Senna Takes Pole Position

Monday, October 10 2011
Senna Takes Pole Position

After outperforming expectations at theatrical, in terms both of box office and critical reaction, Senna arrived on DVD and Blu-ray with a pedigree behind it, but its performance in terms of reviews over the weekend should help it off the grid even faster this week, as our round-up of the week’s press coverage for home entertainment releases proves.

It got the coverage in terms of both column inches and the quality too, with near unanimously strong reviews. As the Daily Mirror itself noted: “Senna has been one of the best-reviewed films of the year. And rightly so.”

There was another round of strong coverage for George Harrison: Living In The Material World benefiting from both its London premiere as well as reviews. Also worth noting was The Beaver, which earned across the board coverage.

We’ll start, as ever, with Tuesday’s Metro newspaper, the free tabloid given out in London and other major conurbations. Its DVD Of The Week award went to Chalet Girl (Momentum), the previous week’s most reviewed title. There was further coverage for a number of titles that had already benefited from appearing on other newspapers, notably Point Blank (SPHE), which picked up another four star notice, “it’s faintly ludicrous but thrilling enough”. Also featured were Spartacus: Gods Of The Arena, The Bang Bang Club (eOne) and, as its Cult Vulture pick (Oddball Choices for Sofa Loafers, as it is dubbed), Bal (Drakes Avenue).

Point Blank picked up another rave review from the Evening Standard, another metropolitan freebie, which said it was “breathless stuff”. The paper also covered The Insatiable Moon (Blue Dolphin), The Bang Bang Club, Just Do It (Dogwoof), Red, White And Blue (Trinity) and Chalet Girl.

Spartacus and Point Blank both cropped up again in The Sun’s Something For The Weekend supplement on Friday, alongside slightly less familiar faces in the shape of Monty Hall’s Great Escapes (Acorn) and the first ever DVD release for Rastamouse (Universal). Alongside these reviews, there was a competition giveaway offering a TV and Blu-ray player, also giving away prizes of The Beaver (Icon).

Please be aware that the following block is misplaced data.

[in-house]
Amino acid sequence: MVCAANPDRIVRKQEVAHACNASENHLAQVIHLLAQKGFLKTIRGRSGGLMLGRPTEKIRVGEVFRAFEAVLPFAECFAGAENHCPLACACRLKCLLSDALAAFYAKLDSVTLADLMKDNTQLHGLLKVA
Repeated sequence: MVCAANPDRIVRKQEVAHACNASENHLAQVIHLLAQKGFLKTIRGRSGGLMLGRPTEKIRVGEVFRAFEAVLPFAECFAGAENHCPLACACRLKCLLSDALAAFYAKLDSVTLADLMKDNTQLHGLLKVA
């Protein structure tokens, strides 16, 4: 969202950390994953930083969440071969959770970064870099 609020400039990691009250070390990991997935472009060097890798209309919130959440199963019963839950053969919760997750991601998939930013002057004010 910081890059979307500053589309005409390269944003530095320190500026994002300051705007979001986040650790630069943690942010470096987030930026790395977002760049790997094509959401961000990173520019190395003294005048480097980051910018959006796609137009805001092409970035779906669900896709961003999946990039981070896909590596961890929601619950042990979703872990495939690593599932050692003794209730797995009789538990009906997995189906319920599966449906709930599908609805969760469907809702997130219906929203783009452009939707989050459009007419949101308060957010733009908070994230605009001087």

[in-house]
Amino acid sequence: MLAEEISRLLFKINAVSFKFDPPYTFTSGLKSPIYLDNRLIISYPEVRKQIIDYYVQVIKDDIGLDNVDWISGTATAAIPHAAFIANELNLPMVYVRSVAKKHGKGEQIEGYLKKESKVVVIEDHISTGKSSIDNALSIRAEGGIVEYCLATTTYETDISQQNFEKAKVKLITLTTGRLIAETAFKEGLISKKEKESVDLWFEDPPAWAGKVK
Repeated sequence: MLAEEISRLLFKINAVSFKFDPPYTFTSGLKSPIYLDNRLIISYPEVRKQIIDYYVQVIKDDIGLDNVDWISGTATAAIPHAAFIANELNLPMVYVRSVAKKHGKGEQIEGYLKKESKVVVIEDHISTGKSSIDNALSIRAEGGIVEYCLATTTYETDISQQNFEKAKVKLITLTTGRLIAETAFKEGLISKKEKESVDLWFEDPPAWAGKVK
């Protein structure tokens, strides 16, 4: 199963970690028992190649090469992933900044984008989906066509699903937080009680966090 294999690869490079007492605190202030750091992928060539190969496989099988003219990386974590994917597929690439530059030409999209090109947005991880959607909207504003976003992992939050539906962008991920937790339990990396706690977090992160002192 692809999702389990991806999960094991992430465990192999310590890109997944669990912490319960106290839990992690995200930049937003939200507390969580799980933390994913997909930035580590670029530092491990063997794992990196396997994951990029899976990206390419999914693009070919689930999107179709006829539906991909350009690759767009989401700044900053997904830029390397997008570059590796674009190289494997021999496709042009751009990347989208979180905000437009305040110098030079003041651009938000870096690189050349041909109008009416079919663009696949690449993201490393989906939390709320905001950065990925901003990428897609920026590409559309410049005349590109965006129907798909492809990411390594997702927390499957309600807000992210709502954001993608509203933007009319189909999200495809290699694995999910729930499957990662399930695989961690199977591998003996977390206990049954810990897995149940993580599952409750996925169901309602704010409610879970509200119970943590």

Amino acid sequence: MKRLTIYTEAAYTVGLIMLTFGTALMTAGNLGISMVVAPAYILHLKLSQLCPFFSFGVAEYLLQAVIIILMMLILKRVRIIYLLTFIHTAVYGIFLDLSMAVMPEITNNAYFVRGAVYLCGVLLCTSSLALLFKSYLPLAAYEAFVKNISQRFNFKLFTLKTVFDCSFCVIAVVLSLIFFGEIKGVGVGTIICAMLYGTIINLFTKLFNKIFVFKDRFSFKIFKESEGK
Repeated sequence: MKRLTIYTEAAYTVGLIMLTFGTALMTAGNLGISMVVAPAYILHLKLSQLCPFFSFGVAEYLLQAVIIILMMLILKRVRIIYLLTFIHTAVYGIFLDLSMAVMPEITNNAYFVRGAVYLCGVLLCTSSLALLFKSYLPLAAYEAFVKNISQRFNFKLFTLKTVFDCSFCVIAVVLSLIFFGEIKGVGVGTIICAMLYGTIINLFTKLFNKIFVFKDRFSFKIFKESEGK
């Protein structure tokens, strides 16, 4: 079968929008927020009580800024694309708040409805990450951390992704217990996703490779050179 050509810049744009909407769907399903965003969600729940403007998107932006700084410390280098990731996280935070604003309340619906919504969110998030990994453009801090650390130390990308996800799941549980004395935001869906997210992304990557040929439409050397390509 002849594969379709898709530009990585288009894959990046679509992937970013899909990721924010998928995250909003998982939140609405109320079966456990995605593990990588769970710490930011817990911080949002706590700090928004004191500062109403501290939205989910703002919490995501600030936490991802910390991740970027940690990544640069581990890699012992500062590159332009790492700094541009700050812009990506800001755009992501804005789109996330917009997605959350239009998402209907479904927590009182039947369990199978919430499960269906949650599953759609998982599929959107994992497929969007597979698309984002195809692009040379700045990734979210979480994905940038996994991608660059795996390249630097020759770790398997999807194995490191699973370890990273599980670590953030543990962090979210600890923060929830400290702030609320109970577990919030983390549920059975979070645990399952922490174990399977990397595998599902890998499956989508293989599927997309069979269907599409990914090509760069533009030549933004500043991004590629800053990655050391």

There was a similar giveaway in The Daily Star, giving away the same prize and, alongside it, one of the film’s better reviews , “strange and oddly satisfying” reviewer Alan Frank called it. Further reviews took in Anchor Bay’s Blu-ray bow for The Adventures Of Tintin, as well as Quatermass And The Pit (Studiocanal) and the pairing of a brace of Clint Eastwood films, In The Line Of Fire and The Eiger Sanction (UCA).

The Daily Mirror’s The Ticket supplement featured The Beaver as its lead review, and, alongside it, a five-star review for George Harrison: Living In The Material World (Lionsgate). There were other reviews for Quatermass And The Pit (Studiocanal) and Senna. The bottom third of the page was devoted to TV DVDs. Doctor Who led the way, with some perceptive comments for 2 entertain’s release of Series 6 Part 2, which said it was “terrifying, complicated, but unmissable”. It also covered Trollied (Fremantle), House Season 7 (Universal Playback), Nature’s Miracle Babies (2 entertain) and The Only way Is Essex Series 2 (4DVD).

Moving up market and through the mid-market tabloids, the Daily Mail’s one and only review, and its DVD of the week, was Chalet Girl. Its rival in this sector, the Daily Express, featured Potiche, which it described as “true entertainment”, Senna, “spellbinding” and The Beaver.

Senna was similarly praised in The Independent (“spellbinding”), as was Potiche. The paper further covered Way Of The Morris, the Martin Scorsese directed George Harrison documentary Living In The Material World and The Beaver.

On to Saturday and first we’ll rattle through the weekend telly supplements that tend to give coverage to DVD reviews. This week’s crop included the Daily Mirror’s We Love Telly magazine, which had a competition for Anchor Bay’s The Adventures Of Tintin. The Daily Mail’s Weekend magazine featured the third season of The Mentalist (Fox).

In terms of the broadsheets, there was the usual support from all the quality press. These were again hugely fruitful for Senna, with the Universal documentary getting glowing reviews across the board .The Times’ Review section said it was “astounding”, while also praising Quatermass And The Pit (a “terrific 1967 Hammer sci-fi chiller,” it said), The Beaver and Intastella 555, the Daft Punk soundtracked anime adventure making its Blu-ray debut.